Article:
The grenadier has barbels under the chin with chemoreceptors on them, and more chemoreceptors on the mouth and head, so it can sense other fish nearby even if it can’t see them. It’s been found as deep as nearly 23,000 feet under the surface, or 7,000 meters, which is just ridiculous. That’s four and a third miles underwater, or seven km. The Gulf of California isn’t that deep, of course, but there are grenadiers swimming around in the deepest areas, eating anything they can catch.

Some grenadiers are eaten, but mostly they have a soft, unpleasant texture and are low in protein. The biggest grenadier, which is common throughout the deep areas of the Pacific Ocean, is the giant grenadier, which can grow to 6 ½ feet long, or 2 meters. It eats vampire squid and other cephalopods. The grenadier most commonly found in the Gulf of California is the smooth grenadier, which only grows to about a foot long, or 30 cm.

A type of batfish that’s common off the western coasts of North, Central, and South America is also found in the deep sea of the Gulf of California. It’s a small type of anglerfish, only about six inches long, or 15 cm, dark in color, with a broad flattened head tapering to a much thinner long tail. Like other anglerfish, it has strong, stiff fins that it uses to crawl around on the ocean floor, where it hunts small animals like polychaete worms and crustaceans as well as fish.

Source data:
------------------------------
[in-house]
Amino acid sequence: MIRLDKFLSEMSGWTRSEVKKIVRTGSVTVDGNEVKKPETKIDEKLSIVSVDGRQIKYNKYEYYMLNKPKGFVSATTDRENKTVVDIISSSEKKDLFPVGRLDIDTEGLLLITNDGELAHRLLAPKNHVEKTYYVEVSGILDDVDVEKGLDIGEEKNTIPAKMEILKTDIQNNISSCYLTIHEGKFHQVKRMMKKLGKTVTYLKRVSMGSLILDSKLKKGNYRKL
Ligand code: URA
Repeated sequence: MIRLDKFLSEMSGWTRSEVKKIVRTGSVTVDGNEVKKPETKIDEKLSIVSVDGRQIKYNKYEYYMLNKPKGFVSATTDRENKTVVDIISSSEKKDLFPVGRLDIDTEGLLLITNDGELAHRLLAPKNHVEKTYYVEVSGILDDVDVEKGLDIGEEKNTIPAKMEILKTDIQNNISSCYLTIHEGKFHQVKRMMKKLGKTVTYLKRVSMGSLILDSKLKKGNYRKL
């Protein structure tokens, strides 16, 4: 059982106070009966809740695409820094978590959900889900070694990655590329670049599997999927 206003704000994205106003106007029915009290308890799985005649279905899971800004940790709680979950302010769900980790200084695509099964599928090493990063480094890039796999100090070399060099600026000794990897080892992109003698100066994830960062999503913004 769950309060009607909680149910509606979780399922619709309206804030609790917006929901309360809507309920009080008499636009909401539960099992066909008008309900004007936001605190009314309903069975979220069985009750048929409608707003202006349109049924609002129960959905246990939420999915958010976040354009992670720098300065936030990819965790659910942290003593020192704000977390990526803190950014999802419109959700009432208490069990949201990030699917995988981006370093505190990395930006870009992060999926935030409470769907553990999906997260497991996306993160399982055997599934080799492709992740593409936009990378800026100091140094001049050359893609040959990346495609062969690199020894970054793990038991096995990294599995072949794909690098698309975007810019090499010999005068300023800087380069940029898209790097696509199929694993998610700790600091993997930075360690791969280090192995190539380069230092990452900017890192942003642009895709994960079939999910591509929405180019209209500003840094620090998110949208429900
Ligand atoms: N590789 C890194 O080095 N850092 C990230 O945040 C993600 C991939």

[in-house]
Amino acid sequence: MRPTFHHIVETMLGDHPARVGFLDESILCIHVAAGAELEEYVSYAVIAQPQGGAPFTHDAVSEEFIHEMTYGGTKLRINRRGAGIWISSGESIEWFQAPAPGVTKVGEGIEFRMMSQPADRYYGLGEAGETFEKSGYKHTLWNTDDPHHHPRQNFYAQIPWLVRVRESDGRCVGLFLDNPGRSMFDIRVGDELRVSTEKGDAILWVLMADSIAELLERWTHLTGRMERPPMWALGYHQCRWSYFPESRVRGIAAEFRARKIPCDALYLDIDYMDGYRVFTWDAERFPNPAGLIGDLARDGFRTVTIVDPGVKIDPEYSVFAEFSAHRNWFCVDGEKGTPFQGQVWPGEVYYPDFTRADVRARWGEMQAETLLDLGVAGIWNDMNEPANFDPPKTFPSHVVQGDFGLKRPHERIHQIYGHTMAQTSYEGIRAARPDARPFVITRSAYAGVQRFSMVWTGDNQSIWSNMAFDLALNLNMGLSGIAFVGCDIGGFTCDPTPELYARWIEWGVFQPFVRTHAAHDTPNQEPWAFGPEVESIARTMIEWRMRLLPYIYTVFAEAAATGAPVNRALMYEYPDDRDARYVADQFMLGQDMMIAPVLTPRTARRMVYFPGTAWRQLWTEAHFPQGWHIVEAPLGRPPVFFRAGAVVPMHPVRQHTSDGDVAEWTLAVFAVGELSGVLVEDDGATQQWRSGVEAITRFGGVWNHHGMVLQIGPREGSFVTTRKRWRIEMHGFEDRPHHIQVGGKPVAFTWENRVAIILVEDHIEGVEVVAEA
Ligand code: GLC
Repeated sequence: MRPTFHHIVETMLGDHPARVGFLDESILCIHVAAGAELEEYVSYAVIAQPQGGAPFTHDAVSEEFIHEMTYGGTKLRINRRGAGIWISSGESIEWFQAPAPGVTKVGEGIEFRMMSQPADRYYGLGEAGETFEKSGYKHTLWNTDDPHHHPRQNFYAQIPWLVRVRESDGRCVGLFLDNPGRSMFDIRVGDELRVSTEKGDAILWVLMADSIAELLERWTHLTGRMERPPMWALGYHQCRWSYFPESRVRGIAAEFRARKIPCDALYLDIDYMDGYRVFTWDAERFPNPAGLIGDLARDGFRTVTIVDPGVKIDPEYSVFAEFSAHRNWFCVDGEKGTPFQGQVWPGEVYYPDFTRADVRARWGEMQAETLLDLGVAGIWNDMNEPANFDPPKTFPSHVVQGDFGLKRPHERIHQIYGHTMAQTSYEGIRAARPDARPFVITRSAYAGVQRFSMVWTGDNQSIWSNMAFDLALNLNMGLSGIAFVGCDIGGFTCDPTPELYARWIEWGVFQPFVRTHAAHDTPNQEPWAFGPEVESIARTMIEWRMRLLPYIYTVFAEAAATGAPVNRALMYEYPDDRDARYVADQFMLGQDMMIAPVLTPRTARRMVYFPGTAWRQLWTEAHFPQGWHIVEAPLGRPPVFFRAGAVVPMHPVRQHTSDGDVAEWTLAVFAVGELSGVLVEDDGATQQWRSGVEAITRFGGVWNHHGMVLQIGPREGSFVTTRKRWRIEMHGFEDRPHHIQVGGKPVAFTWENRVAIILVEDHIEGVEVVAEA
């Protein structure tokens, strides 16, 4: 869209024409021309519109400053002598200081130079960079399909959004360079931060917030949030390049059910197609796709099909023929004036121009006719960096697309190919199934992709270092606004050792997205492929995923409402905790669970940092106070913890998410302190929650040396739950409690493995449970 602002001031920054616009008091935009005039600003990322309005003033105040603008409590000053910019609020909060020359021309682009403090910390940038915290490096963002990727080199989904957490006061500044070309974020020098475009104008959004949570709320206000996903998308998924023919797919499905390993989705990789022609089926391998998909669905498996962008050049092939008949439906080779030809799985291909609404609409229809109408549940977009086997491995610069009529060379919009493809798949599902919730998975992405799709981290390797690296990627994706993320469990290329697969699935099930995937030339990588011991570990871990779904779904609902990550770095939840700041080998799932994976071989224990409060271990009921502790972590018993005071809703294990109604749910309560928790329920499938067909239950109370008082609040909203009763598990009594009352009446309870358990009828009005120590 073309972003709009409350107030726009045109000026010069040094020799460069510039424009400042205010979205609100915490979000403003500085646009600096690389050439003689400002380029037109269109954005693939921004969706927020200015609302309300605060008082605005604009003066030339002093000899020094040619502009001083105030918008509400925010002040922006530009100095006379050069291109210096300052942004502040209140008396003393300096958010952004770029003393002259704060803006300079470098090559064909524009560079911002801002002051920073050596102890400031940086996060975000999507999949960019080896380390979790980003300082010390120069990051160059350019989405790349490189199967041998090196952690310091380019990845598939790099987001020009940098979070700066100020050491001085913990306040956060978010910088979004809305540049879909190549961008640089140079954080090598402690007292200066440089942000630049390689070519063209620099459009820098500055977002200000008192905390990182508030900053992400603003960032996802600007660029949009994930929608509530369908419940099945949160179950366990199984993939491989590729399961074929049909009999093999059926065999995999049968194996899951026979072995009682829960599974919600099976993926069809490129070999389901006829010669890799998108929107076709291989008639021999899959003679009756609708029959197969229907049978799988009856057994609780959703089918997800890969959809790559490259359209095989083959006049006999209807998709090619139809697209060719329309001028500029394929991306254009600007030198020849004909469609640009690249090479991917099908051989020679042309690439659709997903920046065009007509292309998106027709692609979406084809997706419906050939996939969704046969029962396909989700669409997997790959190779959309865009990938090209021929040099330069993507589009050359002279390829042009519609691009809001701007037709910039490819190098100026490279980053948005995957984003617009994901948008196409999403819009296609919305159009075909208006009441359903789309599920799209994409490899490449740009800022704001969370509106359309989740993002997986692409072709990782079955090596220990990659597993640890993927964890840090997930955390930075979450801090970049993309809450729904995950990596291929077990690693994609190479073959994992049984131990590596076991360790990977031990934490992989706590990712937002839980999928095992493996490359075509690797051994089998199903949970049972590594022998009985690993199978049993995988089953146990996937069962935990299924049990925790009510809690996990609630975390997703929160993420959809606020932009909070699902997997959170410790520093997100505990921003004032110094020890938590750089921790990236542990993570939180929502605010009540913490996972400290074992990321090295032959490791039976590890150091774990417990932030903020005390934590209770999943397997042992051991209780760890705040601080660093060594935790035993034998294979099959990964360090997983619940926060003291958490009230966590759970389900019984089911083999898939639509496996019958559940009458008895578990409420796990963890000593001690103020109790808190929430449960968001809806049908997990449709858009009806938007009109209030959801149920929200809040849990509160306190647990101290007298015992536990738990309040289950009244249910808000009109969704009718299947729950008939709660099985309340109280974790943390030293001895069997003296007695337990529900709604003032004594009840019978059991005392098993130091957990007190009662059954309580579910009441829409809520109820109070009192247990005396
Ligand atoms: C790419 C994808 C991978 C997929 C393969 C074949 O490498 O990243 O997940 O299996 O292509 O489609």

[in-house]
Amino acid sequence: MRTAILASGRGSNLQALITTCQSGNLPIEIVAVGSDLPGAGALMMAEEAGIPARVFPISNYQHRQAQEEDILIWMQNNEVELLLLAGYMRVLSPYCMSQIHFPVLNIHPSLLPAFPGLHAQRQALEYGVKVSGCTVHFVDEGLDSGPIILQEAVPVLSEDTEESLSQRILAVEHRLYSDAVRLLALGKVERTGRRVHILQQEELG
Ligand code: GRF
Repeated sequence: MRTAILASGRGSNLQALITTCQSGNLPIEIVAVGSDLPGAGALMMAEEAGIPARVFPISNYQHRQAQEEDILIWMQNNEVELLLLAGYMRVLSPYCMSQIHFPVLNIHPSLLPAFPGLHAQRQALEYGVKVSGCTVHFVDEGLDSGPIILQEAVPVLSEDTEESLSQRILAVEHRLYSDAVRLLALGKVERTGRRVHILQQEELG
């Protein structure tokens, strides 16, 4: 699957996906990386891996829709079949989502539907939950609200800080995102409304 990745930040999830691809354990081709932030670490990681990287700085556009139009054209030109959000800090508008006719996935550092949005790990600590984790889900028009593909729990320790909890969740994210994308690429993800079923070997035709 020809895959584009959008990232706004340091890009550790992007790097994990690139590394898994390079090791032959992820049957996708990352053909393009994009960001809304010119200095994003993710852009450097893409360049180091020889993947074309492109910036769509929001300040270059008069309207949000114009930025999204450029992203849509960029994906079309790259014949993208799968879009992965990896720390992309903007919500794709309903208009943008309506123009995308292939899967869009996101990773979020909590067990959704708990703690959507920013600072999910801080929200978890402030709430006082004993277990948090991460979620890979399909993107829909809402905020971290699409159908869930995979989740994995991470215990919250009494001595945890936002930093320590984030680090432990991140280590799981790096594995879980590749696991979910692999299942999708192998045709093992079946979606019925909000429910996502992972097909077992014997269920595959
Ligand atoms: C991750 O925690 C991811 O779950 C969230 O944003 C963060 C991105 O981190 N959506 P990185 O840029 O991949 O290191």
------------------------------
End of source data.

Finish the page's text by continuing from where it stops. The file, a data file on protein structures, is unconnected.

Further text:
If you look at the pictures I have in the show notes, or if you’ve been paying attention to the descriptions of all these fish, you’ll notice that even though they’re not related, they all share similar features. Their heads are large and usually broad, while their bodies are relatively small with a slender tail. The large head allows the fish to have unusually large gills and eyes, with a broad mouth so it can gulp down any food it finds. You know what this points to? That’s right, convergent evolution, where the fish all share a similar habitat that has influenced certain aspects of the body shape!

Currently, researchers are exploring volcanic vents in the Gulf of California that are the deepest found in the area. The area contains hydrothermal vents, which can heat the water to over 660 degrees F, or 350 degrees Celcius, and cold seeps, which are only called cold because they’re not super heated.